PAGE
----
10. Taussig’s collection draws from years of writing and thoughts shared through her Instagram account, @sitting_pretty. Were there any moments in the book that felt particularly visual or scenic to you? How do you think your reading of these essays would have changed if you had experienced them through the medium of social media? Through images?
  11. In one of the last essays of the collection, “The Complications of Kindness,” Taussig writes about the many ways in which “being kind” and its close cousin, “being nice,” can flatten the experiences of disabled people into ableist narratives of victimhood or otherness. Did this essay disrupt your understanding of kindness? Have you experienced different types of kindness in your life (some welcome, some unwelcome)?
  12. In an introduction to an interview with Taussig for the National Endowment for the Arts Art Works podcast, Josephine Reed describes the tone of Sitting Pretty as “conversational...mak[ing] it feel as though you're talking with a very smart, funny, and thoughtful friend.” Do you agree? If not, why not? If so, in what ways did this conversational style of writing affect how you experienced—or related to—the essays?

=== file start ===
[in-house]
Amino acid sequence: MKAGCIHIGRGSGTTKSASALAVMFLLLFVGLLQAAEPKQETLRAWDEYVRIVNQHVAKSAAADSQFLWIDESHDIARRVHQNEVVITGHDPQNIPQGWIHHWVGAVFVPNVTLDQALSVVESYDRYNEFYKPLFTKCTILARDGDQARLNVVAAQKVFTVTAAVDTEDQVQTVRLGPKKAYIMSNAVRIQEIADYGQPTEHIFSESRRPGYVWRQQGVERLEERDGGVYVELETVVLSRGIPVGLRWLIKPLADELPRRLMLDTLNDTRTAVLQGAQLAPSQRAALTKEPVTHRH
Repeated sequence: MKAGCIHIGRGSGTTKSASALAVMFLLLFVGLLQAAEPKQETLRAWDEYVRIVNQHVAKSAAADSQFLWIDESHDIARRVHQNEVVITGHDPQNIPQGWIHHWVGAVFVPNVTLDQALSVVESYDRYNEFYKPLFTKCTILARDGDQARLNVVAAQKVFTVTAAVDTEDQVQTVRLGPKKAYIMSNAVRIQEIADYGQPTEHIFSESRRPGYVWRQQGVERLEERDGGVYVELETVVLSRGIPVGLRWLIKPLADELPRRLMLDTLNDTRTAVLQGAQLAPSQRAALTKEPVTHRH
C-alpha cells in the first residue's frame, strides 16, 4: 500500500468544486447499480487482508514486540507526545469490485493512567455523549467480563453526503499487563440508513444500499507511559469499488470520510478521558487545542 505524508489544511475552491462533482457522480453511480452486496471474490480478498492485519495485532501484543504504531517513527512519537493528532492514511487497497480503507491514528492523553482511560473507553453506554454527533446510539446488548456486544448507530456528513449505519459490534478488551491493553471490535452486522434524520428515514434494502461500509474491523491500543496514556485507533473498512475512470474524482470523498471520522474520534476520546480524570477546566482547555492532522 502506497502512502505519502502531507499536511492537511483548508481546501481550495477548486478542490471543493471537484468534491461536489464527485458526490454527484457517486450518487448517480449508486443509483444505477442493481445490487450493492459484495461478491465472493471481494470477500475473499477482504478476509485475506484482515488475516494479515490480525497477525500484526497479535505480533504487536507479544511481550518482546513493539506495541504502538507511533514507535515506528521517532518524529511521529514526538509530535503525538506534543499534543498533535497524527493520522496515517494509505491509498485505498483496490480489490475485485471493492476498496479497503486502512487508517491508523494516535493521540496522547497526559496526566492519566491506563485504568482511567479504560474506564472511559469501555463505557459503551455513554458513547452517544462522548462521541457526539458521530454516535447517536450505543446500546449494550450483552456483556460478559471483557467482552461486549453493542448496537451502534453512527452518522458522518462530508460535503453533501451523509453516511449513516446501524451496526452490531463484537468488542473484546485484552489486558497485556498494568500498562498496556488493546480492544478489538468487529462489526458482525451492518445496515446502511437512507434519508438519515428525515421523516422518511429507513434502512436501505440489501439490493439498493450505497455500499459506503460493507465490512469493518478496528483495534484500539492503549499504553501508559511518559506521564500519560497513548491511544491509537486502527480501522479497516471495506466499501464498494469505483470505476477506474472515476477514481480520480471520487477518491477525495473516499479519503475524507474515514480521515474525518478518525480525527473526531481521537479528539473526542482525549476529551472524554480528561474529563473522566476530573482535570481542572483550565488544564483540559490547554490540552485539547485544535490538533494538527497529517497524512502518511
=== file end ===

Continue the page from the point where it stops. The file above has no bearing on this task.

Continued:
13. Across the book, Taussig tells a few of the same stories from different angles: the dissolution of her first marriage; a taxing search for accessible affordable housing as a single woman in Kansas City; the predictable tempo of her father's daily commute. Why might Taussig keep coming back to these stories in different ways? Can you think of any other moments in the book where this kind of telling and retelling occurs?
  14. At the end of the book, Taussig includes a short section titled “Postscript,” in which she shares a few brief updates from her life in the year after her book manuscript was submitted. Did the addition of a postscript enhance or change your experience of the book?